ASA Adjudication on Bauer Consumer Media Ltd
Bauer Consumer Media Ltd t/a
1 Lincoln Court
19 September 2012
Internet (sales promotion)
Number of complaints:
Summary of Council decision:
Two issues were investigated, both were Upheld.
A competition on www.moremagazine.co.uk which ran from 1 to 20 May 2012 was titled "WIN! Snow White and The Huntsman premiere tickets". Text stated "... there's a pair up for grabs - could it be you on the red carpet?!". Text in the body of the page stated "... one lucky winner and a mate will get the chance to see all three stars on the big screen at the world premiere of the film in London's Leicester Square! The red-carpet event takes place on May 14. You'll get return travel paid for and you'll be put up in the 5-star MayFair Hotel. Amaze!". Entries could be made by answering a multiple-choice question on that web page.
The complainant challenged whether:
1. the promotion was misleading and breached the Code, because she was told she had won a different competition with fewer prizes, which she did not believe she had entered; and
2. the promotion had been properly administered, because the name of the winner of the first competition was not made available to the complainant on request.
CAP Code (Edition 12)
1. Bauer Consumer Media Ltd, trading as More! magazine (More! magazine), stated that they had run two competitions for tickets to the premiere of Snow White and the Huntsman. The first one had been featured both in their magazine and online and included the premiere tickets, travel and accommodation as prizes, whereas the other had been run online only and did not include any travel or accommodation. More! magazine said the complainant had entered and won the second competition and collected her tickets from their London office shortly before the premiere took place. They submitted screenshots of the terms and conditions for each promotion taken from their systems to demonstrate that the prizes on offer were different.
2. More! magazine stated that they had not been aware of the requirement to disclose the names of competition winners when asked.
The ASA understood that More! magazine had been running two similar competitions at the same time. We acknowledged that those competitions appeared to have different terms and conditions and that travel and accommodation were not included as part of the prize for the online-only promotion. However, we understood that the complainant had thought she was entering the first competition, with all three prizes, and did not believe she had participated in the second one.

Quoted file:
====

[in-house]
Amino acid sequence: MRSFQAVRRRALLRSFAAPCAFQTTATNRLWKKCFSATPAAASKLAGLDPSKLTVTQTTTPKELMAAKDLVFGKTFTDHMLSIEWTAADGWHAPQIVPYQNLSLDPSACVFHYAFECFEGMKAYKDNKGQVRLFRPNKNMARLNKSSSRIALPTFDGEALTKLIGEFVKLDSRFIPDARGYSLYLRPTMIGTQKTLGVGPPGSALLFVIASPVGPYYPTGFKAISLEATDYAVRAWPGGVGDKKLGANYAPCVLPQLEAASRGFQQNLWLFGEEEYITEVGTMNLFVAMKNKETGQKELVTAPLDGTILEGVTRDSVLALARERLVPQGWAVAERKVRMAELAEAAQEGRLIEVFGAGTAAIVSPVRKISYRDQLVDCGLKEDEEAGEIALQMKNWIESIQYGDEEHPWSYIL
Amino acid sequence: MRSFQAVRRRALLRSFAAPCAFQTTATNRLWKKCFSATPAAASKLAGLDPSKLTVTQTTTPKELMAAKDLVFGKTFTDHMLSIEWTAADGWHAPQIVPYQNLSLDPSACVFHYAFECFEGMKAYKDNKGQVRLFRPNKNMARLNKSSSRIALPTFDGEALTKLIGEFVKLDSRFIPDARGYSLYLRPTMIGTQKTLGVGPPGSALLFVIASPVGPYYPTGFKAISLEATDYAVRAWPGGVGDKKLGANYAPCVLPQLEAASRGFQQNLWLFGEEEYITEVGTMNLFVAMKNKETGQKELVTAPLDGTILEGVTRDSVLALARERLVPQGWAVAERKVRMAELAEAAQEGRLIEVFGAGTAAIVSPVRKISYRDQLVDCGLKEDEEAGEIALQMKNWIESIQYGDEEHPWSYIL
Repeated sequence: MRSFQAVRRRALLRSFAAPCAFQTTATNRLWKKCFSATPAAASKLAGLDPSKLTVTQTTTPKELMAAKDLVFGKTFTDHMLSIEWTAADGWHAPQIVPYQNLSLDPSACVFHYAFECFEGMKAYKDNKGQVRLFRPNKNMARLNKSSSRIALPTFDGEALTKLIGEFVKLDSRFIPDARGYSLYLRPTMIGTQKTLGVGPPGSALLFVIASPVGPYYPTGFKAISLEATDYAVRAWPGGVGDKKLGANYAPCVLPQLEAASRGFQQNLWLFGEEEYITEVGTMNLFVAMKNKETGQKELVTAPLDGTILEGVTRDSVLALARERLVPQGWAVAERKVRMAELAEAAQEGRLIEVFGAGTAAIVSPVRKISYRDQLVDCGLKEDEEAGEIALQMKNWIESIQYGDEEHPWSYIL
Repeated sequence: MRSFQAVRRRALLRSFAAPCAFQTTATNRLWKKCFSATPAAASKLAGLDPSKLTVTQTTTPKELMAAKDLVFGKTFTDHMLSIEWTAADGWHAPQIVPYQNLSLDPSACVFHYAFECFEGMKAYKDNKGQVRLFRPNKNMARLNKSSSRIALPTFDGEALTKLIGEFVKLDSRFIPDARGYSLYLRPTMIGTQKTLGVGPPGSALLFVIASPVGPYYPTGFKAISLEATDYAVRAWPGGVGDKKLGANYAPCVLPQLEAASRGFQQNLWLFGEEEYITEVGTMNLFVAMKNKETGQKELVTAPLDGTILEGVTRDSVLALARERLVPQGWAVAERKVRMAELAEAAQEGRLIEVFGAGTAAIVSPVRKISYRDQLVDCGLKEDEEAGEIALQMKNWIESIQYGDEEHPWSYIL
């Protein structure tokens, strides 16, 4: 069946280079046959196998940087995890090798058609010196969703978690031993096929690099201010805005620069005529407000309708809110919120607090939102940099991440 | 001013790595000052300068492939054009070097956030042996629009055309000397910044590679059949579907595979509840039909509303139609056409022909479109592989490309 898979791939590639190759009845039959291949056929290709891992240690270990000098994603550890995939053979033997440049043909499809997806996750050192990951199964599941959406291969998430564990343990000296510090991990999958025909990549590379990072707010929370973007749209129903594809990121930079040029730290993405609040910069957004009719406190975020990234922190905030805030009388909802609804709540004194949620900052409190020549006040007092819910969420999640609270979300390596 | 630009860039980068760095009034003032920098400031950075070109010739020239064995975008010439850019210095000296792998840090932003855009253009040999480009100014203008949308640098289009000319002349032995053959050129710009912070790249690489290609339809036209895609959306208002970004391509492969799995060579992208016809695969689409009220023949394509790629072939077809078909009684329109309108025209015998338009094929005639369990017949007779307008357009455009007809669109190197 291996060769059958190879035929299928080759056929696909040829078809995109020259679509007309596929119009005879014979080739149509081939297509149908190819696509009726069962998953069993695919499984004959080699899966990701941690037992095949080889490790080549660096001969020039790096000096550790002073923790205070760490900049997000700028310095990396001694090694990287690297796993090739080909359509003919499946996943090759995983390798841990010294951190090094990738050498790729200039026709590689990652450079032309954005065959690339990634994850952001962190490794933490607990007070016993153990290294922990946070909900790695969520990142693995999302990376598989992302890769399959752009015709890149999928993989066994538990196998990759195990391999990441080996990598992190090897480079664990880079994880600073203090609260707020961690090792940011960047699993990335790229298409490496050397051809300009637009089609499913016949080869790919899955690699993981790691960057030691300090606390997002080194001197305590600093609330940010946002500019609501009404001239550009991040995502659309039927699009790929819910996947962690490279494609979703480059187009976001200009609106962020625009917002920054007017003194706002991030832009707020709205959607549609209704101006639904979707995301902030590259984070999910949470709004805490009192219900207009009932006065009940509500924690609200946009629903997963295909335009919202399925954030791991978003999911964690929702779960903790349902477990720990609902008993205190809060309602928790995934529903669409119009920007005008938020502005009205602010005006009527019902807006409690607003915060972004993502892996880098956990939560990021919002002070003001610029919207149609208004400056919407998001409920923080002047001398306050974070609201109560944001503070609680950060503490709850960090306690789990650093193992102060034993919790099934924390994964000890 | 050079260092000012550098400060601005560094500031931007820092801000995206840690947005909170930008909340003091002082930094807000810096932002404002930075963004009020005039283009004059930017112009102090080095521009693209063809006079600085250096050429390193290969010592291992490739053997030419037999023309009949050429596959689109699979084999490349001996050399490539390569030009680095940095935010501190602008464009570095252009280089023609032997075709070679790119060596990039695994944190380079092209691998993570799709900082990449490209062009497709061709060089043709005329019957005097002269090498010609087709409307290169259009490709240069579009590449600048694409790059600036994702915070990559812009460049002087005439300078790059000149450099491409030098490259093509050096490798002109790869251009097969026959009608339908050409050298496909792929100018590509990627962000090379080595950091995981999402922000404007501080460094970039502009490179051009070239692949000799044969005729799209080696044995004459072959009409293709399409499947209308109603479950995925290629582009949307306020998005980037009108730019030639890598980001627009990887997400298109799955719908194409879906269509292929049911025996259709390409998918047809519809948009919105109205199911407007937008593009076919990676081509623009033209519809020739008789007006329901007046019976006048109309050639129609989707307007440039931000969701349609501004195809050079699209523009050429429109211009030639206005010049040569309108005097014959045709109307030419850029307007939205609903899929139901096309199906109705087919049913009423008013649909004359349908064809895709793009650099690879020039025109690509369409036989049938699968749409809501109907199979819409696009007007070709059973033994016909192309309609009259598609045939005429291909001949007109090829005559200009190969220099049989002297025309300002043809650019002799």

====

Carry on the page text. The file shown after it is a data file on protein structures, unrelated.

We noted that the magazine page for the first competition directed readers to enter through the main competitions page of their website, and that the online-only competition was also shown on that web page. Because we understood that both promotions were live at the same time on the website, and accessible from the same page of the website, we considered that More! magazine should have made clear to consumers that the two promotions were distinct. Although More! magazine had provided screenshots of the two sets of terms and conditions on their internal systems, they did not demonstrate how the main competitions’ page of the website would have displayed the two promotions and whether they were clearly distinct. Furthermore, More! magazine did not submit any evidence to substantiate their claim that the complainant had entered the second competition, for which the only prize was tickets for the premiere. Because we were not satisfied that it would have been sufficiently clear to visitors to the website which promotion they were entering, and because we had not received evidence to show which of the competitions the complainant had entered, we concluded that the promotion was misleading and breached the Code.
On that point, the promotion breached CAP Code (Edition 12) rules 3.1 (Misleading advertising), 3.7 (Substantiation) and 8.2 (Sales promotions).
We noted that the CAP Code required promoters to publish or make available on request the name and county of major prizewinners and, if applicable, their winning entries. Because More! magazine had declined to disclose the name of the person who had won the travel, accommodation and tickets to the premiere upon the complainant's request, we concluded that the promotion had not been properly administered.
On that point, the promotion breached CAP Code (Edition 12) rule 8.28.5 (Prize promotions).
The promotion must not be run again in its current form. We told More! magazine to ensure that the prizes they offered were clear, and to publish or name the relevant information on the winners of competitions on request in future.